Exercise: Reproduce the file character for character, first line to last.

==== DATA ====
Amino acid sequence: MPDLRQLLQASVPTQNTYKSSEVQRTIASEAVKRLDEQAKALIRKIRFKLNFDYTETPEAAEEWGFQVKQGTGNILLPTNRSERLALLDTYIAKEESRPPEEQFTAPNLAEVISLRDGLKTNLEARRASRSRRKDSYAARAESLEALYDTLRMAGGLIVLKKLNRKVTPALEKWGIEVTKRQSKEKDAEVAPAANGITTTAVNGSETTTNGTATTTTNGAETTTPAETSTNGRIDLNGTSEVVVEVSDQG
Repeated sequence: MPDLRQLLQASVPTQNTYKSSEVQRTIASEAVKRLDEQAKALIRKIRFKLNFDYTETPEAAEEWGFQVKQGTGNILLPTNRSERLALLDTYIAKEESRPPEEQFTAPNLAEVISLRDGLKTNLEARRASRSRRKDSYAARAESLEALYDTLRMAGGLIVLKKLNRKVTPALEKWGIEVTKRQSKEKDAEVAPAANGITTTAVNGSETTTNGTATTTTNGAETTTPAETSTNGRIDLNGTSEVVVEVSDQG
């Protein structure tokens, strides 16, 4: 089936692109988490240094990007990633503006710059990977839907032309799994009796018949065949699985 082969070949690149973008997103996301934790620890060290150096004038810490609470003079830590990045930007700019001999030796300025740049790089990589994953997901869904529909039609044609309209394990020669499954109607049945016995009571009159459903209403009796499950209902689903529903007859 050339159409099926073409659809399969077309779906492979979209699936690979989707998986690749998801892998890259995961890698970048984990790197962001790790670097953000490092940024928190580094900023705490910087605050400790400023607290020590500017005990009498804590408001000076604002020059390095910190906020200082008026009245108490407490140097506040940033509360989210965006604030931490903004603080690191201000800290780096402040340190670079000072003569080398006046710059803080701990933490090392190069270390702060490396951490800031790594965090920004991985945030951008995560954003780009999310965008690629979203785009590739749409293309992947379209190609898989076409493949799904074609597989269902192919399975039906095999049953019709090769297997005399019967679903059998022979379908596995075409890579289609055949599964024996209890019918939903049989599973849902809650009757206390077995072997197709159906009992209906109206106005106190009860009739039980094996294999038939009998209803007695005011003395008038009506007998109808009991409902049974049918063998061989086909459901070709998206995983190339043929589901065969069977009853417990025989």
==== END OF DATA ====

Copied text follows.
Amino acid sequence: MPDLRQLLQASVPTQNTYKSSEVQRTIASEAVKRLDEQAKALIRKIRFKLNFDYTETPEAAEEWGFQVKQGTGNILLPTNRSERLALLDTYIAKEESRPPEEQFTAPNLAEVISLRDGLKTNLEARRASRSRRKDSYAARAESLEALYDTLRMAGGLIVLKKLNRKVTPALEKWGIEVTKRQSKEKDAEVAPAANGITTTAVNGSETTTNGTATTTTNGAETTTPAETSTNGRIDLNGTSEVVVEVSDQG
Repeated sequence: MPDLRQLLQASVPTQNTYKSSEVQRTIASEAVKRLDEQAKALIRKIRFKLNFDYTETPEAAEEWGFQVKQGTGNILLPTNRSERLALLDTYIAKEESRPPEEQFTAPNLAEVISLRDGLKTNLEARRASRSRRKDSYAARAESLEALYDTLRMAGGLIVLKKLNRKVTPALEKWGIEVTKRQSKEKDAEVAPAANGITTTAVNGSETTTNGTATTTTNGAETTTPAETSTNGRIDLNGTSEVVVEVSDQG
């Protein structure tokens, strides 16, 4: 089936692109988490240094990007990633503006710059990977839907032309799994009796018949065949699985 082969070949690149973008997103996301934790620890060290150096004038810490609470003079830590990045930007700019001999030796300025740049790089990589994953997901869904529909039609044609309209394990020669499954109607049945016995009571009159459903209403009796499950209902689903529903007859 050339159409099926073409659809399969077309779906492979979209699936690979989707998986690749998801892998890259995961890698970048984990790197962001790790670097953000490092940024928190580094900023705490910087605050400790400023607290020590500017005990009498804590408001000076604002020059390095910190906020200082008026009245108490407490140097506040940033509360989210965006604030931490903004603080690191201000800290780096402040340190670079000072003569080398006046710059803080701990933490090392190069270390702060490396951490800031790594965090920004991985945030951008995560954003780009999310965008690629979203785009590739749409293309992947379209190609898989076409493949799904074609597989269902192919399975039906095999049953019709090769297997005399019967679903059998022979379908596995075409890579289609055949599964024996209890019918939903049989599973849902809650009757206390077995072997197709159906009992209906109206106005106190009860009739039980094996294999038939009998209803007695005011003395008038009506007998109808009991409902049974049918063998061989086909459901070709998206995983190339043929589901065969069977009853417990025989």